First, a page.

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New AGA guidelines on the medical management of moderate-to-severe Crohn’s disease

Guideline provides 25 recommendations to guide your treatment decisions.
Copy of AGAPresident_Inadomi
Copy of AGAPresident_Inadomi

During the past decade, the armamentarium of therapeutic agents for Crohn’s disease has expanded, with new data regularly emerging on safety and efficacy of agents new and old. AGA has just released new clinical practice guidelines evaluating therapies for luminal and fistulizing Crohn’s disease. The guidelines assessed the overall benefit of each drug and when possible compared drugs via a network meta-analysis to assess their efficacy relative to each other. The guideline also recommended against a number of therapies that either lacked evidence or risked patient harm, for example natalizumab.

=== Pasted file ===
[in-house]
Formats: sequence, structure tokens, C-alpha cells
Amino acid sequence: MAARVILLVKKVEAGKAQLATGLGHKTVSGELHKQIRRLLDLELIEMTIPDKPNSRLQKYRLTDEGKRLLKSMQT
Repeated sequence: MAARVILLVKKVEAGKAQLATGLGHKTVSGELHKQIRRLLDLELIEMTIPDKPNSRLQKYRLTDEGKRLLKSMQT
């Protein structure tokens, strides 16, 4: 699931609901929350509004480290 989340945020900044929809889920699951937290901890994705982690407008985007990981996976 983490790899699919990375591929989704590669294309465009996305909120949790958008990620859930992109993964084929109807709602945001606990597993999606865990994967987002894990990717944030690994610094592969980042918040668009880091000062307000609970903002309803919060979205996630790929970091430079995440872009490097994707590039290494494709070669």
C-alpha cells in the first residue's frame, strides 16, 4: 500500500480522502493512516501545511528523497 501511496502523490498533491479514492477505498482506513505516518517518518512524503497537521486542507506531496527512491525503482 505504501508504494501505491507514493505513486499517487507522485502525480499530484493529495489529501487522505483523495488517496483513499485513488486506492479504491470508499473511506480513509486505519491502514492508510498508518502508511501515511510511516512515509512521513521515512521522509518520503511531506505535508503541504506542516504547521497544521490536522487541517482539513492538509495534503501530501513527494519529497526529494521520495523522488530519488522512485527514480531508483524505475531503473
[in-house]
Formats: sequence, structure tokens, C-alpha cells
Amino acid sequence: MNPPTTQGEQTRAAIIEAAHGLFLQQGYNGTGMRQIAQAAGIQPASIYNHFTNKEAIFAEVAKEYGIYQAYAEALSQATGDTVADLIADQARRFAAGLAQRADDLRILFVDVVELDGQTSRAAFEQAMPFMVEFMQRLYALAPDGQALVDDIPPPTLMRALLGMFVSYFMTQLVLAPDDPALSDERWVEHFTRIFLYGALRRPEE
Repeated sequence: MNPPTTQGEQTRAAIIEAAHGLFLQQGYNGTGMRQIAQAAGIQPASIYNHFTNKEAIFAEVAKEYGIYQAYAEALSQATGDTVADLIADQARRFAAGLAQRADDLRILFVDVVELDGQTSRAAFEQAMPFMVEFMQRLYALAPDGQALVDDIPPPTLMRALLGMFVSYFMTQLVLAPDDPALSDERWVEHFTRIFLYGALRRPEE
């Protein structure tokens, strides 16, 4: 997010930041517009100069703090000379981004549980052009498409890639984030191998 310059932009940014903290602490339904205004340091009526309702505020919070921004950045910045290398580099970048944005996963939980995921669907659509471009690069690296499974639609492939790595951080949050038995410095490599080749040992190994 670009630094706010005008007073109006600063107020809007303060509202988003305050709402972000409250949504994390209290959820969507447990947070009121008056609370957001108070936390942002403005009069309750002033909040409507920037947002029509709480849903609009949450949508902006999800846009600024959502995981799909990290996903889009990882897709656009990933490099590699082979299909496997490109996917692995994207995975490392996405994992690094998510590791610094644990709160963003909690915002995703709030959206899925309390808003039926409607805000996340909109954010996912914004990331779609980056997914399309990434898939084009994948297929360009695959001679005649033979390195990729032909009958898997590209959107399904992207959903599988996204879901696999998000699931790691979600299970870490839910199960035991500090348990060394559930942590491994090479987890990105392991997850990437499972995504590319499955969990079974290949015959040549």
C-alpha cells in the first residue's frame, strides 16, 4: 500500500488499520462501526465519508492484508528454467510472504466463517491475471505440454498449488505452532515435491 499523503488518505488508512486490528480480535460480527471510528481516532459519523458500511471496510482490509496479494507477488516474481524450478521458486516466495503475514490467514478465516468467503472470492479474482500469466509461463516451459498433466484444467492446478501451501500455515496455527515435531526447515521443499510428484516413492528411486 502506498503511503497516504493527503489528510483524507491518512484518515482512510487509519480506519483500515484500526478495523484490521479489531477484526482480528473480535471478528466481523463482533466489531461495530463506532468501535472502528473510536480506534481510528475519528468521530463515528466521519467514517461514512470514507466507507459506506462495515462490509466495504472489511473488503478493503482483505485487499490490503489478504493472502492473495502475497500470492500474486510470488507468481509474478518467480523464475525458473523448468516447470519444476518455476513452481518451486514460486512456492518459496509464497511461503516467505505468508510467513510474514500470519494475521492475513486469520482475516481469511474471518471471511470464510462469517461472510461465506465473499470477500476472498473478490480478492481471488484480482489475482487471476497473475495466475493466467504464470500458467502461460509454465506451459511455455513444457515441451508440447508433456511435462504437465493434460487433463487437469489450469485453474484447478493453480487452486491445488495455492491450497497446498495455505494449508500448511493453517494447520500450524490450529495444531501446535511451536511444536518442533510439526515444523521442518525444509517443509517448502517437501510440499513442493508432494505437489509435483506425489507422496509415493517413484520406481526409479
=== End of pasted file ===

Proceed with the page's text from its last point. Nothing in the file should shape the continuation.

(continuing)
Main takeaways

Biologics are the most effective drugs for the management of Crohn’s and they should be used early, rather than delaying their use until after failure of mesalamine and/or corticosteroids,  in patients with moderate to severe or fistulizing Crohn’s disease.

  • Anti-tumor necrosis factor (anti-TNF) agents or ustekinumab are recommended  and vedolizumab is suggested as a first-line treatment.
  • In patients who have previously not responded to anti-TNF agents, AGA recommends ustekinumab or vedolizumab.
  • The biologic natalizumab is no longer recommended due to potential adverse events and the availability of safer treatment options.

Resources

Review the following resources for additional details on how to implement these new guidelines. Have questions? The authors will be available in the AGA Community the week of June 14 to answer any questions you have about applying these guidelines in practice.

The authors will be available in the AGA Community the week of June 14 to answer any questions you have about applying these guidelines in practice. Follow the AGA Community Roundtable to receive updates.

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